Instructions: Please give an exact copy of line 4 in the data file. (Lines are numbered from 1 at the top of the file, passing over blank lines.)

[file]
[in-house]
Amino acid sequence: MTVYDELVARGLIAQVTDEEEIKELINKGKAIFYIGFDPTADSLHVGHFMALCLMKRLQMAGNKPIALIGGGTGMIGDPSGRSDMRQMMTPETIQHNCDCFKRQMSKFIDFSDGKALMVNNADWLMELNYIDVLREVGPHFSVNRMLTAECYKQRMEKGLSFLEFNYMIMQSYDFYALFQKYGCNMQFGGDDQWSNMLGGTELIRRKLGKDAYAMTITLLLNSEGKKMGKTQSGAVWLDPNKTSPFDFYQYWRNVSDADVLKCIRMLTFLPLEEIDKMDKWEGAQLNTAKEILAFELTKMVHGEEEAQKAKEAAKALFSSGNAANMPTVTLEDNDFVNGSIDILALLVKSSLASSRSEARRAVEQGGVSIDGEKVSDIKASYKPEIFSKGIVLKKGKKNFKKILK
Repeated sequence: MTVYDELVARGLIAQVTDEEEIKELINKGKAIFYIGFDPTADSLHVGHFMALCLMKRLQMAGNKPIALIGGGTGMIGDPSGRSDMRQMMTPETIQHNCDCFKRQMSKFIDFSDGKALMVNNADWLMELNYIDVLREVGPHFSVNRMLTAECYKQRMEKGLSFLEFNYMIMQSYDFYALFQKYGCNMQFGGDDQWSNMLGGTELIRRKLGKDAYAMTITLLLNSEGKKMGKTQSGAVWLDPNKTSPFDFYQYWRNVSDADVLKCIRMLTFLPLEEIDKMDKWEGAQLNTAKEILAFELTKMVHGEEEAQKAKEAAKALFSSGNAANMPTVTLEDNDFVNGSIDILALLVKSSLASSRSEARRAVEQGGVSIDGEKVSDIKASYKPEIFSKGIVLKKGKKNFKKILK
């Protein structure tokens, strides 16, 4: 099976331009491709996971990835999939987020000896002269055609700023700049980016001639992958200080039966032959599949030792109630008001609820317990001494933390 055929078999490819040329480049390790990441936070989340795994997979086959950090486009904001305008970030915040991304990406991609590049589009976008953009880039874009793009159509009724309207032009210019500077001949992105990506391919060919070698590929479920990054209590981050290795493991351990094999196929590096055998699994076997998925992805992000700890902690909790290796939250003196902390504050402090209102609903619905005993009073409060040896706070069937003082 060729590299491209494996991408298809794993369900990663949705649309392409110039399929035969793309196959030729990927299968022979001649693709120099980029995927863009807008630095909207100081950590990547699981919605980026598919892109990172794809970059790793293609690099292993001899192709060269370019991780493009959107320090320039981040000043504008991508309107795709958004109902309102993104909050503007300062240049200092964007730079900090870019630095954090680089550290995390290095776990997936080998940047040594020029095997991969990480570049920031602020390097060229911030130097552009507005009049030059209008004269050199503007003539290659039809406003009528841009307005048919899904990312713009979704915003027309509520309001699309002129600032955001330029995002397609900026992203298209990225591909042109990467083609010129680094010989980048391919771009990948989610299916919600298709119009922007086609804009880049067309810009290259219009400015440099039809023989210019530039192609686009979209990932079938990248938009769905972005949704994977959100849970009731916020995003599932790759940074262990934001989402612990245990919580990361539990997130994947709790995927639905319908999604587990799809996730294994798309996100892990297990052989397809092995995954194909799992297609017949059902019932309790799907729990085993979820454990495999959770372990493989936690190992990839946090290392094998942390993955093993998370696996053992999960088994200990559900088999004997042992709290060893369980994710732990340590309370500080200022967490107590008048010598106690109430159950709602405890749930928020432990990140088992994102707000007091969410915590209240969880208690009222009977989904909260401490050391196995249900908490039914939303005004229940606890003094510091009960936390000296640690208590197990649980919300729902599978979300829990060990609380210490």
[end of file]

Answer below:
């Protein structure tokens, strides 16, 4: 099976331009491709996971990835999939987020000896002269055609700023700049980016001639992958200080039966032959599949030792109630008001609820317990001494933390 055929078999490819040329480049390790990441936070989340795994997979086959950090486009904001305008970030915040991304990406991609590049589009976008953009880039874009793009159509009724309207032009210019500077001949992105990506391919060919070698590929479920990054209590981050290795493991351990094999196929590096055998699994076997998925992805992000700890902690909790290796939250003196902390504050402090209102609903619905005993009073409060040896706070069937003082 060729590299491209494996991408298809794993369900990663949705649309392409110039399929035969793309196959030729990927299968022979001649693709120099980029995927863009807008630095909207100081950590990547699981919605980026598919892109990172794809970059790793293609690099292993001899192709060269370019991780493009959107320090320039981040000043504008991508309107795709958004109902309102993104909050503007300062240049200092964007730079900090870019630095954090680089550290995390290095776990997936080998940047040594020029095997991969990480570049920031602020390097060229911030130097552009507005009049030059209008004269050199503007003539290659039809406003009528841009307005048919899904990312713009979704915003027309509520309001699309002129600032955001330029995002397609900026992203298209990225591909042109990467083609010129680094010989980048391919771009990948989610299916919600298709119009922007086609804009880049067309810009290259219009400015440099039809023989210019530039192609686009979209990932079938990248938009769905972005949704994977959100849970009731916020995003599932790759940074262990934001989402612990245990919580990361539990997130994947709790995927639905319908999604587990799809996730294994798309996100892990297990052989397809092995995954194909799992297609017949059902019932309790799907729990085993979820454990495999959770372990493989936690190992990839946090290392094998942390993955093993998370696996053992999960088994200990559900088999004997042992709290060893369980994710732990340590309370500080200022967490107590008048010598106690109430159950709602405890749930928020432990990140088992994102707000007091969410915590209240969880208690009222009977989904909260401490050391196995249900908490039914939303005004229940606890003094510091009960936390000296640690208590197990649980919300729902599978979300829990060990609380210490």